Dime Stories: Animal Net

Summer is a magical time; with that said, I'm going to try something new on this blog! I'm going to write posts entitled "dime stories." They'll be very small stories, under 300 words, inspired by an image.

The author of The Night Circus, Erin Morgentern, writes what she calls her flax-golden tales on her blog. I've read a few of them and I love the idea. But it wasn't until fellow figgie Hannah decided to give it go that I wanted to try it myself. 

I'm not sure how frequently I'll do this, but I think writing one at least once a month is a good goal for now. We'll see how it goes. 

Found here on We Heart It

Animal Net

  When the world turned plastic, Tina left her home and wandered barefoot through the farmland. She whistled to keep her feet from turning cold and hard, to keep the blood running through her veins like clockwork.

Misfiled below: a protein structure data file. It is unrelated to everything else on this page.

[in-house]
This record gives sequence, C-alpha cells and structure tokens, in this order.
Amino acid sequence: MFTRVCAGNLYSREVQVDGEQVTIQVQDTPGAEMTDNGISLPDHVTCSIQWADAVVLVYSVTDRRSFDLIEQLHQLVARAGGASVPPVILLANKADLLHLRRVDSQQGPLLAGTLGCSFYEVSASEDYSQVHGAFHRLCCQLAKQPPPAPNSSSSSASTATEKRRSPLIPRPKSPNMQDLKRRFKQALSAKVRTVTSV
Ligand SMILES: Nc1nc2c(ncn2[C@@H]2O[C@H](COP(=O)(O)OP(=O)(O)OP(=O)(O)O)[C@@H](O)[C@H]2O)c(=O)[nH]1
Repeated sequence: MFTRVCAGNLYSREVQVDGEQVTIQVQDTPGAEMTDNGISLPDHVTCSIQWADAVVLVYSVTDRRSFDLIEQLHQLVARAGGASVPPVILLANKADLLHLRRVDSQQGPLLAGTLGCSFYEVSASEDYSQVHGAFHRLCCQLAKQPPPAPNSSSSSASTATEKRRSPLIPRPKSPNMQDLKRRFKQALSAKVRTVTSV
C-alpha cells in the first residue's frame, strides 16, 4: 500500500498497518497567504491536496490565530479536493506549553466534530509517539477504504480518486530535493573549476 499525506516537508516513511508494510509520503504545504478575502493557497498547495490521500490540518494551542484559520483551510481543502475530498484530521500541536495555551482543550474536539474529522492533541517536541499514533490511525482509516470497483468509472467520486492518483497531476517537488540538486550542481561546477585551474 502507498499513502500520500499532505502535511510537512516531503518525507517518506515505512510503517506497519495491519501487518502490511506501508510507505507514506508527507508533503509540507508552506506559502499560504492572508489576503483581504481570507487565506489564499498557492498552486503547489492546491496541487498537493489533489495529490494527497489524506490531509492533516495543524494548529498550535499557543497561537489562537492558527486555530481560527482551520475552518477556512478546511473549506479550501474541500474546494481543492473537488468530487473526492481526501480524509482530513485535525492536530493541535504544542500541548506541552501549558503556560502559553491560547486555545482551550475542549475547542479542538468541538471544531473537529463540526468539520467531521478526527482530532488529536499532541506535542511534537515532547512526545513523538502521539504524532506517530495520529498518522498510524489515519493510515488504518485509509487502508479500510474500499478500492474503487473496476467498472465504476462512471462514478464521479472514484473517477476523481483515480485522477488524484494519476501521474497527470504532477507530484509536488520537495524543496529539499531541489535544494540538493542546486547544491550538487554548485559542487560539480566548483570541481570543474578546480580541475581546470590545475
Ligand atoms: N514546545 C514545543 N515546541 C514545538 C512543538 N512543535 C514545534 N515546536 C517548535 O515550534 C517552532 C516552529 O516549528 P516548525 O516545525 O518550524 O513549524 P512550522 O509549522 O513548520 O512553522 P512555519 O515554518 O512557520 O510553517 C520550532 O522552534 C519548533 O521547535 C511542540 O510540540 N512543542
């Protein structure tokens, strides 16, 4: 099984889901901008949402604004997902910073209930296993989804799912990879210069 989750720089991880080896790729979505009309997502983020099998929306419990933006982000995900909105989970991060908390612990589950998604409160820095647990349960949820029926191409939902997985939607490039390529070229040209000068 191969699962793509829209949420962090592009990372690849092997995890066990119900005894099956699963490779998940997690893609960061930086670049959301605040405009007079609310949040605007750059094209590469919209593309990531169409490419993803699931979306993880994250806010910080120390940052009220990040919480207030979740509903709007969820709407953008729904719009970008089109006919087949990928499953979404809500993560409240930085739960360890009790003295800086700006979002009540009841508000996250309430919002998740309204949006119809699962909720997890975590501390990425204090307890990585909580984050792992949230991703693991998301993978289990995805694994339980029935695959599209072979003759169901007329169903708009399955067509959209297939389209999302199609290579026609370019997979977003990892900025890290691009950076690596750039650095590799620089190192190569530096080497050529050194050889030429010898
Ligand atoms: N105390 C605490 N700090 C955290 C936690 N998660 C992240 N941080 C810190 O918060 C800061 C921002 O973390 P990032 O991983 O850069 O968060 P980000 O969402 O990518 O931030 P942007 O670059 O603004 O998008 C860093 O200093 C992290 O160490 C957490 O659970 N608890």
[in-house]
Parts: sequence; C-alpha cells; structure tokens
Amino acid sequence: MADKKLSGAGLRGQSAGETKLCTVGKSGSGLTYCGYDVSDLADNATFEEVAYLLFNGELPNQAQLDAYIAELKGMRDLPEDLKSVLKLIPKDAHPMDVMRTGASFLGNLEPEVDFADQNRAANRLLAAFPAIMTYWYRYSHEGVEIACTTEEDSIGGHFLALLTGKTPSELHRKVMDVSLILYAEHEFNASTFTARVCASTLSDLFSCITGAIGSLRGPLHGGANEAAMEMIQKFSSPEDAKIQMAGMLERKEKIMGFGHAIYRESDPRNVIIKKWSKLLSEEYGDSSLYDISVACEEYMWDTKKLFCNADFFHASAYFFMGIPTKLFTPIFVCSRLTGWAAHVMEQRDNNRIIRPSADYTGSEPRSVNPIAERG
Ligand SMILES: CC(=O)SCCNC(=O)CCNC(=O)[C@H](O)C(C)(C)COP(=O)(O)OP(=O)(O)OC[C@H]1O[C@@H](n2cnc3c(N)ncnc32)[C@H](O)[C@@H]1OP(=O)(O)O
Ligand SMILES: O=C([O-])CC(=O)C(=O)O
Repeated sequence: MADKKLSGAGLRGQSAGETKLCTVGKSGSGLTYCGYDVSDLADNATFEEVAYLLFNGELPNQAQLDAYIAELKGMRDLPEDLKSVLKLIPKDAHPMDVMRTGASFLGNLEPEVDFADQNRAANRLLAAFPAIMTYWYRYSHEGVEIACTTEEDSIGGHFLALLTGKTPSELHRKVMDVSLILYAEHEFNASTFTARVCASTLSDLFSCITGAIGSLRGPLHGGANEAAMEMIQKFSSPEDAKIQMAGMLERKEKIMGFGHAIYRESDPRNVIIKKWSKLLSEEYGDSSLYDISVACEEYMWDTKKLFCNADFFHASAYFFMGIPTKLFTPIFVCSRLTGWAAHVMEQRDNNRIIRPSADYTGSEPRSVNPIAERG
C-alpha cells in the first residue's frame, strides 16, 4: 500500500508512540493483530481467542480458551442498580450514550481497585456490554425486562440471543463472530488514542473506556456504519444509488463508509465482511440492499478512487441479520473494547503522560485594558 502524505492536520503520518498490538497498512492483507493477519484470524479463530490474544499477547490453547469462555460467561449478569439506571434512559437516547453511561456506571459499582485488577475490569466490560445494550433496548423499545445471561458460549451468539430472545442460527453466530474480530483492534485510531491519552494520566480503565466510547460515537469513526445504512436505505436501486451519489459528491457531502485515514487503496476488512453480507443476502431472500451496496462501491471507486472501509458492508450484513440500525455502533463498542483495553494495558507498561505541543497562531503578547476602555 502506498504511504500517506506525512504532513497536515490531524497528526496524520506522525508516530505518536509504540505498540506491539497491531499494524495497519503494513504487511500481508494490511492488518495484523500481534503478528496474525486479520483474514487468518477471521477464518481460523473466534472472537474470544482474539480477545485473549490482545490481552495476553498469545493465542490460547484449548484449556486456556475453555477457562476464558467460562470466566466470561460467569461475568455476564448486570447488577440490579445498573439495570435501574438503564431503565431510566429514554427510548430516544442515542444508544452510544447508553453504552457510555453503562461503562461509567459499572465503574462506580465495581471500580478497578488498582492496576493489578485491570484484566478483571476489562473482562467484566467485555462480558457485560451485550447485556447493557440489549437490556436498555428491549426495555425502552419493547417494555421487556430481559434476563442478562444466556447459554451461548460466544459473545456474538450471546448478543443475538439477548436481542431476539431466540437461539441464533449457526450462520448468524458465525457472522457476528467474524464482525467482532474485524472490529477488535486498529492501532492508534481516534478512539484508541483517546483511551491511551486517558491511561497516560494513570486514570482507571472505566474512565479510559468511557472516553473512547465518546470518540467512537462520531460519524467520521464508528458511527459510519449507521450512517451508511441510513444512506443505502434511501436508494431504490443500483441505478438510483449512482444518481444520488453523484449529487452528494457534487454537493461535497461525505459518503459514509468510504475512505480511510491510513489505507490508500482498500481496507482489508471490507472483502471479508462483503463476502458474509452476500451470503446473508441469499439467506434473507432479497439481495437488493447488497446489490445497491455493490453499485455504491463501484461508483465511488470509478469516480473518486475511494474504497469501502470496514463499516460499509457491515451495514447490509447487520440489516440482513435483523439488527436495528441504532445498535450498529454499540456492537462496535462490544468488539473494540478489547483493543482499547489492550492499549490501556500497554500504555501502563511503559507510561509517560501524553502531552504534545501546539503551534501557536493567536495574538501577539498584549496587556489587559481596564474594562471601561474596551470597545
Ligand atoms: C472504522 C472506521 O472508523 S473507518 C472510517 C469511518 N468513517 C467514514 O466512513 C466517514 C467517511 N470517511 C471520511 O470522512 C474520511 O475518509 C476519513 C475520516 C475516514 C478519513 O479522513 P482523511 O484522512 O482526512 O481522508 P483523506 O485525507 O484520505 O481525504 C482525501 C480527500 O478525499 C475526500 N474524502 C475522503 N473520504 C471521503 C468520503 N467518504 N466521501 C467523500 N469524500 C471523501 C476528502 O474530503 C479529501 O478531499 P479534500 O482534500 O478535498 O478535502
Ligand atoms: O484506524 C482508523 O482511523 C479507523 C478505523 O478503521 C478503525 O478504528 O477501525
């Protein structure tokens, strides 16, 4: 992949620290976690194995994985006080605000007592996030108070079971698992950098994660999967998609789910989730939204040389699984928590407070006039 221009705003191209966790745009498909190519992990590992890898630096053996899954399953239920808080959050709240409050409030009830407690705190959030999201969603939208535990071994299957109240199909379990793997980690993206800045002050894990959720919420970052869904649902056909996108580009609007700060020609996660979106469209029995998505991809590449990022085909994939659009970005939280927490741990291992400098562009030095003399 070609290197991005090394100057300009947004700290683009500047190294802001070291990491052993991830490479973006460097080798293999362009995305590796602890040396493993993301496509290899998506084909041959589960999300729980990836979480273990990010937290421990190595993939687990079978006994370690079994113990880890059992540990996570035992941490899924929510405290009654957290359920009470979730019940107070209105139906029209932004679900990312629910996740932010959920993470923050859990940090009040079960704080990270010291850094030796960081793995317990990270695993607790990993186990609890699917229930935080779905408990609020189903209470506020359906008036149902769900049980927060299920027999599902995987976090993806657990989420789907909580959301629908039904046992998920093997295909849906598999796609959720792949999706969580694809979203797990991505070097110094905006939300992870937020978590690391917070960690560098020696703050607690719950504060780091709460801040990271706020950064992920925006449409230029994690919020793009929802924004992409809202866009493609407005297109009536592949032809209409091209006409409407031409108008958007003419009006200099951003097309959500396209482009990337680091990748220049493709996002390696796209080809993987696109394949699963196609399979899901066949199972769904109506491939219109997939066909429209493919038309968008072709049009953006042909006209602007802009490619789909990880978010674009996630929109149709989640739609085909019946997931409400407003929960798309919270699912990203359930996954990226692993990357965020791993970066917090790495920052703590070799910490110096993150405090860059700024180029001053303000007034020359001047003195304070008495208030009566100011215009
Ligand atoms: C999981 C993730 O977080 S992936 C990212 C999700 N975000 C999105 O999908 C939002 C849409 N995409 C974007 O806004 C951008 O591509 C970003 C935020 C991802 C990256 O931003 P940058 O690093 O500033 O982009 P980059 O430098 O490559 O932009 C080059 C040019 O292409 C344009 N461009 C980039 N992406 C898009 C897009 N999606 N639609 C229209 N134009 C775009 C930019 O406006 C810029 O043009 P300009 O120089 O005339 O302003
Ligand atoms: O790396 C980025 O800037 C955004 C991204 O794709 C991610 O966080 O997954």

The neighbors were frozen in place. Glazed eyes stared, wide-eyed, reflecting the last moments of their lives before their hearts turned rubbery and perfect.  
       “Good morning,” Tina shouted to every plastic person she met. Just in case. But she only heard her own voice echo through the fields.
       Although she had left home before sunrise, she had been too late to save the animals. Tina examined a chicken coop: all eggs pearly and inedible, chicken clucking silently, feathers and feces pristine. The world is clean when it’s wrapped in plastic. 
       Tears dripped down Tina’s nose. She hiccupped and rubbed her face on a dishtowel while the wife of the farmhouse bent over a fresh pie, poised to blow on it. A little black dog curled up in the corner of the kitchen drew her attention. Without thinking too hard, she picked the dog up and cradled its hard, plastic body in her arms. She went back to the coop and stole a rooster, left it perched on her shoulder as she whistled her way to becoming a plastic animal thief. 
       The rain smelled like vanilla beans, the droplets impure as they fell upon Tina and her plastic menagerie of animals. Her skin stretched and she whistled harder. She massaged her cheeks to keep them warm and soft. But the animals didn’t last the rainstorm. They shriveled up like raisins so Tina threaded them into her hair.